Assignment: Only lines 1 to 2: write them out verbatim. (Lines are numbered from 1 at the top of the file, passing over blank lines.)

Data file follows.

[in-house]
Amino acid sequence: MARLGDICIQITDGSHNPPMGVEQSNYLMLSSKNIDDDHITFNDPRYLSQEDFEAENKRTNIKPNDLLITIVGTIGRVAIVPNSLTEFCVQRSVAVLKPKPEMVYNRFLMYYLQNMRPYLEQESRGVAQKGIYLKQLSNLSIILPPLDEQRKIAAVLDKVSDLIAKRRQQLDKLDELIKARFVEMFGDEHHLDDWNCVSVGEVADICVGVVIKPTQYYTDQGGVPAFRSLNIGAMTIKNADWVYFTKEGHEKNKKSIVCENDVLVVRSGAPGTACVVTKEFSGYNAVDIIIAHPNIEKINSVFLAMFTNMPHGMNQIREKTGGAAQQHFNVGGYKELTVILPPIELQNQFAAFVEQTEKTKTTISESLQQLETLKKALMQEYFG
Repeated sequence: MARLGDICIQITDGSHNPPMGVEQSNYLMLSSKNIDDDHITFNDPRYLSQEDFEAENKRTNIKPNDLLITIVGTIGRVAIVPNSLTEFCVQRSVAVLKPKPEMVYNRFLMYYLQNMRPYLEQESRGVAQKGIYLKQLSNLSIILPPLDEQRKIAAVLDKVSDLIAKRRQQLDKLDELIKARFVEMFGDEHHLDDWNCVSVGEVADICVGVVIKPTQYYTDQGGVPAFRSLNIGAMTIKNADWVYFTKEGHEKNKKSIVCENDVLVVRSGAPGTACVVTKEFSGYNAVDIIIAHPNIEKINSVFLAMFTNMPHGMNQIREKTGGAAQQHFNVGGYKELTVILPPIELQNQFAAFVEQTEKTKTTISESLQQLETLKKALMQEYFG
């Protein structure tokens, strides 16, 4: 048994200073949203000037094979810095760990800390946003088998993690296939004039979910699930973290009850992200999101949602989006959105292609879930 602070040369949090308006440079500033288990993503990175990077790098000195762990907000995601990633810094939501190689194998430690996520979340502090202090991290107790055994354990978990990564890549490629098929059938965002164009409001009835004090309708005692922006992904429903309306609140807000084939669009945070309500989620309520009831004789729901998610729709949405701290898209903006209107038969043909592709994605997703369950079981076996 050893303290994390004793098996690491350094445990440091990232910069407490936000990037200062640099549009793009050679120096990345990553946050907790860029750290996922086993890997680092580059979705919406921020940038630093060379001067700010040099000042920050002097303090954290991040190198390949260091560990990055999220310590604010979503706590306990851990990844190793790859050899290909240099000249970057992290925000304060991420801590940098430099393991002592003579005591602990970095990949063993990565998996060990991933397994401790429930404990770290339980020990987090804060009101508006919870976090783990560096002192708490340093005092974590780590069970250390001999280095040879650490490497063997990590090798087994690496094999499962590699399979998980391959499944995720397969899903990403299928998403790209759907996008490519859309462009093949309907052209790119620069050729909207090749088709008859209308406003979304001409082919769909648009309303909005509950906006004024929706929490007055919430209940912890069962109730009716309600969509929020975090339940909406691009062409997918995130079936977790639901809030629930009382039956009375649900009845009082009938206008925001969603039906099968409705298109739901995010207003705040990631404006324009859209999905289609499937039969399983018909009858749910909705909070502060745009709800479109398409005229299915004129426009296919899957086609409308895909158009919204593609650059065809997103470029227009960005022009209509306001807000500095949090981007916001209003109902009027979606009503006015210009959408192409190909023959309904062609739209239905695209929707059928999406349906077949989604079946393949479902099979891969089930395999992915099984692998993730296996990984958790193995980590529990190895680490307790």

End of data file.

[in-house]
Amino acid sequence: MARLGDICIQITDGSHNPPMGVEQSNYLMLSSKNIDDDHITFNDPRYLSQEDFEAENKRTNIKPNDLLITIVGTIGRVAIVPNSLTEFCVQRSVAVLKPKPEMVYNRFLMYYLQNMRPYLEQESRGVAQKGIYLKQLSNLSIILPPLDEQRKIAAVLDKVSDLIAKRRQQLDKLDELIKARFVEMFGDEHHLDDWNCVSVGEVADICVGVVIKPTQYYTDQGGVPAFRSLNIGAMTIKNADWVYFTKEGHEKNKKSIVCENDVLVVRSGAPGTACVVTKEFSGYNAVDIIIAHPNIEKINSVFLAMFTNMPHGMNQIREKTGGAAQQHFNVGGYKELTVILPPIELQNQFAAFVEQTEKTKTTISESLQQLETLKKALMQEYFG